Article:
The Canton Museum of Art in Ohio bought Childe Hassam’s Bleak House, Broadstairs (1890) from a private collector (Fig. 5). Getting a work by the artist was on the institution’s “wish list,” according to Max Barton, executive director of the museum. Fredric Edwin Church’s Valley of Santa Isabel, New Granada, 1875 (in its original frame designed by the artist) has become the most significant Hudson River School painting in The Pennsylvania Academy of the Fine Art’s collection. Deaccessioned from the Berkshire Museum, it was purchased in a private transaction for more than $4 million. With the lawsuits completed over the Berkshire Museum’s decision to deaccession paintings from its permanent collection, we now know that one of its most notable pieces, Norman Rockwell’s Shuffleton’s Barbershop (1950), put up for sale in April, is going to the Lucas Museum of Narrative Art, set to open in Los Angeles in 2022. Founder movie director George Lucas purchased the work for a sum assumed to be between $20 and $30 million. The work is currently on loan to the Norman Rockwell Museum in Stockbridge, Massachusetts.

Left: Fig. 6: Ruba Rombic toilet bottle, Reuben Hailey (1872–1933), designer, Consolidated Lamp & Glass Co. (1893–1932), 1928–1932. Glass. Carnegie Museum of Art, James L. Winokur Fun and the Elizabeth A. Drain Fund (2018.19.A–B). © Public domain. Right: Fig. 7: Iguchi Daisuke (Tochigi, Tochigi Prefecture, Japan, b. 1975), Shutoginsaiko; Ash-coated and silver slip vessel, 2017. Ash-coated stoneware with silver slip, 18 x 11¾ x 11⅜ in. Arkansas Arts Center Foundation Collection; Purchase, Tabriz Fund (2018.004).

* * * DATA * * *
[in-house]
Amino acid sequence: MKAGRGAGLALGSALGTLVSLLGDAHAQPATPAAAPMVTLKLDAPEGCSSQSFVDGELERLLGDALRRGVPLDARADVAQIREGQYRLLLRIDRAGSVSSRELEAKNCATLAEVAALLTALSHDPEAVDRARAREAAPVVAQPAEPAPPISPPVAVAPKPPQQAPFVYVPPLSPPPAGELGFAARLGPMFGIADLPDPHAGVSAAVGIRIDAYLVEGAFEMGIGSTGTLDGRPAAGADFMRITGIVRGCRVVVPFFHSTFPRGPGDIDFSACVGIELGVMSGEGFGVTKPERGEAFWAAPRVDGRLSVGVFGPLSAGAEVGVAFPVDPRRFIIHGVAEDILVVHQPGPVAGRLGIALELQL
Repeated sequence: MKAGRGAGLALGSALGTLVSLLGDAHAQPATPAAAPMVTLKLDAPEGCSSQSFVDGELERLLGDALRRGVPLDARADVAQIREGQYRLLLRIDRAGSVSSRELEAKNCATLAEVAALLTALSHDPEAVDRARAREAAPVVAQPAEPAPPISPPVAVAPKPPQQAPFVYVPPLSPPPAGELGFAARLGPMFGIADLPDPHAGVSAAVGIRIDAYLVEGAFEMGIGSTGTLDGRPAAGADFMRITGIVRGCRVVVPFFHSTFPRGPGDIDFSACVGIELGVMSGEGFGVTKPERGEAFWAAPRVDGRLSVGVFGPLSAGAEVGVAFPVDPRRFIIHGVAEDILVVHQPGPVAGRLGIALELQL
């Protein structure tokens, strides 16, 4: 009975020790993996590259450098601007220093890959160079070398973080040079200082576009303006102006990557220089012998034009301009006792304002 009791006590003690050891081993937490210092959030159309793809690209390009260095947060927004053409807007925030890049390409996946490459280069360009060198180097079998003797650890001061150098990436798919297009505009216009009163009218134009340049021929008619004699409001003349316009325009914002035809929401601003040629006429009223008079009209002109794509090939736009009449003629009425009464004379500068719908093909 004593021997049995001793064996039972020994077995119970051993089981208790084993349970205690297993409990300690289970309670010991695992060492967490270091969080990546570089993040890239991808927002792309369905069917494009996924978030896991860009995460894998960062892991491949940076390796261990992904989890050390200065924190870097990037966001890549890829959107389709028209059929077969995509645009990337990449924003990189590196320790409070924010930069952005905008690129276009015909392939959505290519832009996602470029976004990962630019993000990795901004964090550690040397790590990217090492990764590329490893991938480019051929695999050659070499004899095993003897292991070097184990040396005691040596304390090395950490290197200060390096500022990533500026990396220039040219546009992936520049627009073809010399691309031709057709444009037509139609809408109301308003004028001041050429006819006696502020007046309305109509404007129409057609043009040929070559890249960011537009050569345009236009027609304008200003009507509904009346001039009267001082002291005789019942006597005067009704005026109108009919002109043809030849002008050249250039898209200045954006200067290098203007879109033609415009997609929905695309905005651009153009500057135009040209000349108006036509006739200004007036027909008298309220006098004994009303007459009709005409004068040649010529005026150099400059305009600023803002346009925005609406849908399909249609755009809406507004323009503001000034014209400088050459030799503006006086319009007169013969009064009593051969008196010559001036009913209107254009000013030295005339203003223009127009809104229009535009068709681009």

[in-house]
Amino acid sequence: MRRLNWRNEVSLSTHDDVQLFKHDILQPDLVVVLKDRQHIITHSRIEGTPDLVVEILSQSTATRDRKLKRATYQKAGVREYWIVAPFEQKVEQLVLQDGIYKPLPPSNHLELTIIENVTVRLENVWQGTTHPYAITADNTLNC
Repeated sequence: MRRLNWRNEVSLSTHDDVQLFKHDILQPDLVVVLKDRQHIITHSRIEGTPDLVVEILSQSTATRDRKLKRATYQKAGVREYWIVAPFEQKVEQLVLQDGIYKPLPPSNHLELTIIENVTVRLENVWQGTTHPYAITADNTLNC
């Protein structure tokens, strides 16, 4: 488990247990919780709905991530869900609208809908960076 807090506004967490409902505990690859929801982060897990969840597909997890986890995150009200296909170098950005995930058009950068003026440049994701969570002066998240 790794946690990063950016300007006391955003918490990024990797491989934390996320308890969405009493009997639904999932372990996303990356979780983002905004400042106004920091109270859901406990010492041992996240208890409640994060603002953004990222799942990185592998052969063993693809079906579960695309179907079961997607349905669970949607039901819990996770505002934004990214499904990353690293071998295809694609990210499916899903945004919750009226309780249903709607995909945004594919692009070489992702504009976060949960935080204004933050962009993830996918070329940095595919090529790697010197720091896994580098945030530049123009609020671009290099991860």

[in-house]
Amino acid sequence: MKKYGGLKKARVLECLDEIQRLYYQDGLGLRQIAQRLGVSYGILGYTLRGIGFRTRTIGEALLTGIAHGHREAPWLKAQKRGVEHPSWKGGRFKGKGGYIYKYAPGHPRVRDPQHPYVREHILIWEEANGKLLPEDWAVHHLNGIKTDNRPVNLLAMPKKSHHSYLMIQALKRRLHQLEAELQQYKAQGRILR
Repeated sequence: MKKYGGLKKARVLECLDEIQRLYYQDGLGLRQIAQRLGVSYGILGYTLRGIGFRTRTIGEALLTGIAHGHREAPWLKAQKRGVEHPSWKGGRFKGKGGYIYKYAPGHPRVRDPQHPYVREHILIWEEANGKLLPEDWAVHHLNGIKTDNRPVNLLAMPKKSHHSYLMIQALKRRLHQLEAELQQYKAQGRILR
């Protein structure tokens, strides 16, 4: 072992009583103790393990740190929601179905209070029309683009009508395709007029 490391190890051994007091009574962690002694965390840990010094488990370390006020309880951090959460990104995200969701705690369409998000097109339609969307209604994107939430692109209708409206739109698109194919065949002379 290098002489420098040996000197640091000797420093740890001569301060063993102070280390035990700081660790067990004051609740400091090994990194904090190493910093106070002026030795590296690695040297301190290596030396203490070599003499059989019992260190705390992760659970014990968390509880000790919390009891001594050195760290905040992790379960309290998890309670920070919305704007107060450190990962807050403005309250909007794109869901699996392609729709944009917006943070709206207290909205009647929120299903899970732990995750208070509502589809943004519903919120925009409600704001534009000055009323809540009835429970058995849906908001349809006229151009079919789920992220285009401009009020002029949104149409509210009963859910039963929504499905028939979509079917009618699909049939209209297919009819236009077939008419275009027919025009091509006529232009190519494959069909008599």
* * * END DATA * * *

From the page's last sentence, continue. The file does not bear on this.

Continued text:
Fig. 8: Roy Lichtenstein (1923–1997), Shipboard Girl, 1965. Offset lithograph on white wove paper, Sheet: 27-3/16 x 20-1/4 in., Image: 26-1/8 x 19-3/16 in. Edition: unknown. Whitney Museum of American Art (2018). © Estate of Roy Lichtenstein.

Modern and Contemporary  

The Carnegie Museum of Art, Pittsburg, drew from two of its purchase funds to acquire a Reuben Haley-designed (and Cubist-influenced) lilac-colored toilet bottle from 1928–1932 (Fig. 6), part of the Ruba Rombic line of glassware manufactured at the Consolidated Lamp and Glass Company in Coraopolis, Pennsylvania. Among the 209 items acquired by the Arkansas Arts Center this year were works by Russian avant-garde artist Alexander Archipenko, American impressionist John Singer Sargent, and a ceramic vessel by Japanese ceramicist Iguchi Daisuke (Fig. 7).